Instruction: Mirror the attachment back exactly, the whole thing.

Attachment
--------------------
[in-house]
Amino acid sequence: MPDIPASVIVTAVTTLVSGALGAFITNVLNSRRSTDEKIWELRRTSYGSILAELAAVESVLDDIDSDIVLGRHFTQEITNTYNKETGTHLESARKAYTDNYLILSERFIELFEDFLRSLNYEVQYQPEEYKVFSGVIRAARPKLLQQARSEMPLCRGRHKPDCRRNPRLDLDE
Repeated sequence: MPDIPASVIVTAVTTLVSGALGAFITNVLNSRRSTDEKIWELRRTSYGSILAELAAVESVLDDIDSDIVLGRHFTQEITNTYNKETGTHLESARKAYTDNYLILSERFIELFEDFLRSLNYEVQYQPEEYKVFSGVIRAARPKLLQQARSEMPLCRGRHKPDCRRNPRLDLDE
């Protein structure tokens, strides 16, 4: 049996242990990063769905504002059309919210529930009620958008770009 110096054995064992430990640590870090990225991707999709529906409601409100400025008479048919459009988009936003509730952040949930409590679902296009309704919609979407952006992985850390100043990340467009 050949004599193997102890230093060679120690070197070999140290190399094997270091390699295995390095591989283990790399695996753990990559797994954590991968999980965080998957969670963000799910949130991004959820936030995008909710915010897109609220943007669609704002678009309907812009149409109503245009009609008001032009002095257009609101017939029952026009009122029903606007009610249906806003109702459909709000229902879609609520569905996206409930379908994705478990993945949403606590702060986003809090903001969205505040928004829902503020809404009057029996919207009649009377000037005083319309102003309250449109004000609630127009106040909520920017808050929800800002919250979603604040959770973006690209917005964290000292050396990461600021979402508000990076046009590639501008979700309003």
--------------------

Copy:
[in-house]
Amino acid sequence: MPDIPASVIVTAVTTLVSGALGAFITNVLNSRRSTDEKIWELRRTSYGSILAELAAVESVLDDIDSDIVLGRHFTQEITNTYNKETGTHLESARKAYTDNYLILSERFIELFEDFLRSLNYEVQYQPEEYKVFSGVIRAARPKLLQQARSEMPLCRGRHKPDCRRNPRLDLDE
Repeated sequence: MPDIPASVIVTAVTTLVSGALGAFITNVLNSRRSTDEKIWELRRTSYGSILAELAAVESVLDDIDSDIVLGRHFTQEITNTYNKETGTHLESARKAYTDNYLILSERFIELFEDFLRSLNYEVQYQPEEYKVFSGVIRAARPKLLQQARSEMPLCRGRHKPDCRRNPRLDLDE
């Protein structure tokens, strides 16, 4: 049996242990990063769905504002059309919210529930009620958008770009 110096054995064992430990640590870090990225991707999709529906409601409100400025008479048919459009988009936003509730952040949930409590679902296009309704919609979407952006992985850390100043990340467009 050949004599193997102890230093060679120690070197070999140290190399094997270091390699295995390095591989283990790399695996753990990559797994954590991968999980965080998957969670963000799910949130991004959820936030995008909710915010897109609220943007669609704002678009309907812009149409109503245009009609008001032009002095257009609101017939029952026009009122029903606007009610249906806003109702459909709000229902879609609520569905996206409930379908994705478990993945949403606590702060986003809090903001969205505040928004829902503020809404009057029996919207009649009377000037005083319309102003309250449109004000609630127009106040909520920017808050929800800002919250979603604040959770973006690209917005964290000292050396990461600021979402508000990076046009590639501008979700309003």